As I have been travelling the province and meeting with seniors, I am reminded that age is no barrier to what one can do for oneself and what one can do for others. Many seniors have needs that are genuine and legitimate, but we also must remember and recognize the contribution that seniors make and the value they add to our communities. When we really think about it, seniors give and contribute much more to society then they get in return.
Yes, it is important to thank our seniors for what they have done. They have fought in wars, helped to build our country and have broken any number of social and racial barriers, but it is equally important to thank them for what they are continuing to do each day for us and for each other.
If in doubt, just think what would happen in this province if everyone over the age of 65 simply “downed tools” for the day. It is seniors who are volunteering in our community centres, delivering meals on wheels, fundraising for housing, serving on boards of directors of community organizations, organizing church functions and providing care for a spouse and often grandchildren, just to name a few.
Without the efforts and contributions that seniors continue to make long after they have left the paid workforce, our governments at the federal, provincial and local levels would be faced with a massive bill for the services they would need to pay people to provide.
Seniors are a varied bunch, just as they were before they turned 65. While many are volunteering and serving as caregivers, many are also continuing to blaze a trail.
Age is just a number, not an indication of ability or ambition. Just ask Mick Jagger, a great-grandfather at the age of 70, or Clint Eastwood, who is directing his latest movie at the age of 84. Nelson Mandela was 75 when he was elected President of South Africa. “Grandma Moses” first picked up a paintbrush at the age of 76 and was still working on her art, which hangs in museums in Vienna and Paris, at the age of 99. Doris Haddock was 89 when she began the 5,000-kilometre walk from Los Angeles to Washington, D.C., and 90 when she finished it 14 months later.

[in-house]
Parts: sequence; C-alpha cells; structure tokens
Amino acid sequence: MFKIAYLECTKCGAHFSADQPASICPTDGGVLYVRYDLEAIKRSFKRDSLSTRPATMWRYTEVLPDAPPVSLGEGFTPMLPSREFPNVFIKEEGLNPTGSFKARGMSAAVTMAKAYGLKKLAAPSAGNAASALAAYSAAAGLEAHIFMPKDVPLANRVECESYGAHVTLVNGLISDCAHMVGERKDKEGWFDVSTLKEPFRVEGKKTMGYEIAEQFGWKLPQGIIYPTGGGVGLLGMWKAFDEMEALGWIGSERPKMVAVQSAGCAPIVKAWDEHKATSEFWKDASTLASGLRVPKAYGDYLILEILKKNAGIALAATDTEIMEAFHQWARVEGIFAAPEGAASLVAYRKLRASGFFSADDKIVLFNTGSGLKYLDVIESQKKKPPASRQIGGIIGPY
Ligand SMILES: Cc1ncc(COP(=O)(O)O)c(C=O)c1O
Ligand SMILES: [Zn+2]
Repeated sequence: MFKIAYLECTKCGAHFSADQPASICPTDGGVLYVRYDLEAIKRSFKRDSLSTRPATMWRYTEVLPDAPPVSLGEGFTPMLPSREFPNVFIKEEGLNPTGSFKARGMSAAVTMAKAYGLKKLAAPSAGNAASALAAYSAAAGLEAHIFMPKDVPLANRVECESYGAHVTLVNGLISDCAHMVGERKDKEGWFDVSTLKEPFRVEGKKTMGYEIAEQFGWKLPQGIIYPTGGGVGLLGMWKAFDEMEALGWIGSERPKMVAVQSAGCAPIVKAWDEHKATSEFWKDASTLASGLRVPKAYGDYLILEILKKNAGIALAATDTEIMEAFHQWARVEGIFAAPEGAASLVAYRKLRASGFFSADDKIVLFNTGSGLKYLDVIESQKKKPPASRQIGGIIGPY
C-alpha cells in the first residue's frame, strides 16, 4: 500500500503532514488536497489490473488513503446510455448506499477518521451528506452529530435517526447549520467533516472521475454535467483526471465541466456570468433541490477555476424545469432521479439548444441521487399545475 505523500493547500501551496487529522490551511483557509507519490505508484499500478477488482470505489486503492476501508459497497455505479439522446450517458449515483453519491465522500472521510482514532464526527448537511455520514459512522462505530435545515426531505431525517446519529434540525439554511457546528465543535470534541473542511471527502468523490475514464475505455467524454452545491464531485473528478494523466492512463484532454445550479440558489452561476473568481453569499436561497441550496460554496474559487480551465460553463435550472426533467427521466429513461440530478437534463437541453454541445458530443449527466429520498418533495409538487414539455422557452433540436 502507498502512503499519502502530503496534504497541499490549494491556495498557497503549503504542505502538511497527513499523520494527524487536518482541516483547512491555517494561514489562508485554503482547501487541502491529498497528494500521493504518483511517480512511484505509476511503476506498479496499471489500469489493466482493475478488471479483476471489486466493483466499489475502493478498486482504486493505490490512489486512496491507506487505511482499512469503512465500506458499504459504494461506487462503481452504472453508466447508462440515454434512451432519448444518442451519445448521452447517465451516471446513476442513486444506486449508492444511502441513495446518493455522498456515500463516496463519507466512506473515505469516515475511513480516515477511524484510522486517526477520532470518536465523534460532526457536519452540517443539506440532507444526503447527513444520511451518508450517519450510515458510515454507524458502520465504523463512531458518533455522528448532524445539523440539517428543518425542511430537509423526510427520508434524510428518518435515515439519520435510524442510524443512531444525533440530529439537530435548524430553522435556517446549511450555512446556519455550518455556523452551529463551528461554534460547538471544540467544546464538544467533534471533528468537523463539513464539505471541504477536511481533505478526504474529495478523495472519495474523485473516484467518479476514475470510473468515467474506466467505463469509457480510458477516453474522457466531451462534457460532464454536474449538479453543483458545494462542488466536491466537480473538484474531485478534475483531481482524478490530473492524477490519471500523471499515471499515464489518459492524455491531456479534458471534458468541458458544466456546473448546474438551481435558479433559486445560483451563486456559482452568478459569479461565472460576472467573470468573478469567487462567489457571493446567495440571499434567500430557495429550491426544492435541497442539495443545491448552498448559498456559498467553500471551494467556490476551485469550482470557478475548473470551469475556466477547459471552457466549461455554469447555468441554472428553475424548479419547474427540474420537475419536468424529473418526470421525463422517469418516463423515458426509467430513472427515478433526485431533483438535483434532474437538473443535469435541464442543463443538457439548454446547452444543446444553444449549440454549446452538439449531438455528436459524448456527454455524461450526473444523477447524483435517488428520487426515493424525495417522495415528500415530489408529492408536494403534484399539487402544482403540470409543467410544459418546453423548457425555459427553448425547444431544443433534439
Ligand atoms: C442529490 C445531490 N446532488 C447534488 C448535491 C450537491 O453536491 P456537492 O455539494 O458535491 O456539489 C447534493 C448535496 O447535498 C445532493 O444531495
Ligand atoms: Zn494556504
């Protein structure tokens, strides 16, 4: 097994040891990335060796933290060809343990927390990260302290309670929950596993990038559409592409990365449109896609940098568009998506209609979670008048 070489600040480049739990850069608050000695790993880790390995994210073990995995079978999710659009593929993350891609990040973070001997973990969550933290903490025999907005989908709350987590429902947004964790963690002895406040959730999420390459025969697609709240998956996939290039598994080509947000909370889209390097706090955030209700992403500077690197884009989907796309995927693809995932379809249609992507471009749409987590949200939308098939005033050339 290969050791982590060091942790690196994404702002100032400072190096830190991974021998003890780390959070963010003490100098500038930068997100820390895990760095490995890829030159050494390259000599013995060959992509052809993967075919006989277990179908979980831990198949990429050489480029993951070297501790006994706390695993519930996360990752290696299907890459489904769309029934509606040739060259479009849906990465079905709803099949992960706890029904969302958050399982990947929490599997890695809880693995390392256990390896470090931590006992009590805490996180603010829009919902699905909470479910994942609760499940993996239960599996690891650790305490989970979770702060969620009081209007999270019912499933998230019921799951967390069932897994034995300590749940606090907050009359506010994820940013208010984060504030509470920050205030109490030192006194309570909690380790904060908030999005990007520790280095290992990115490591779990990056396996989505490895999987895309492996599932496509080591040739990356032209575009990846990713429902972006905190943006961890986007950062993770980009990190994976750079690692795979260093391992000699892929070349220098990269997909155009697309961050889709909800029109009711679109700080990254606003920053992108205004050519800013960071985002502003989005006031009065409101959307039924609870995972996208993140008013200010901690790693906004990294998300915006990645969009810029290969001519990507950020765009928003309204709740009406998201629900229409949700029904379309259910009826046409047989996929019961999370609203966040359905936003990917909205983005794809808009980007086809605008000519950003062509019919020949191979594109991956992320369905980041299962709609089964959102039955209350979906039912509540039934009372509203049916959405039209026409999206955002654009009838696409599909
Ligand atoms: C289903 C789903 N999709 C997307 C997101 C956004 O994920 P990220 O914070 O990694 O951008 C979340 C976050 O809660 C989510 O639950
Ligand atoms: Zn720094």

Right here in B.C. I met Mae Irving at the South Granville Seniors Centre, where they were hosting her 102nd birthday lunch, but not until she had completed her exercise class, where she was able to keep up with women 20 years younger. That would be 82!
These and many other age-oblivious accomplishments should be sharp reminders to those of us who help shape policies that seniors are perfectly able to know what they want and that it will not be the same for everyone.
The number one desire of seniors is to remain as independent as possible for as long as possible and recognizing that independence looks different for different people. As we celebrate seniors, let’s remember not just what they have done, but what they are doing and can do.
Most seniors want to help themselves and others. It is our collective responsibility to ensure they have the tools, supports and services to realize their full potential. For those seniors who require greater care and protection, we must ensure that they can live with dignity in a safe and comfortable environment.
Today it may be our mother, grandmother or great grandmother, but someday it will be us.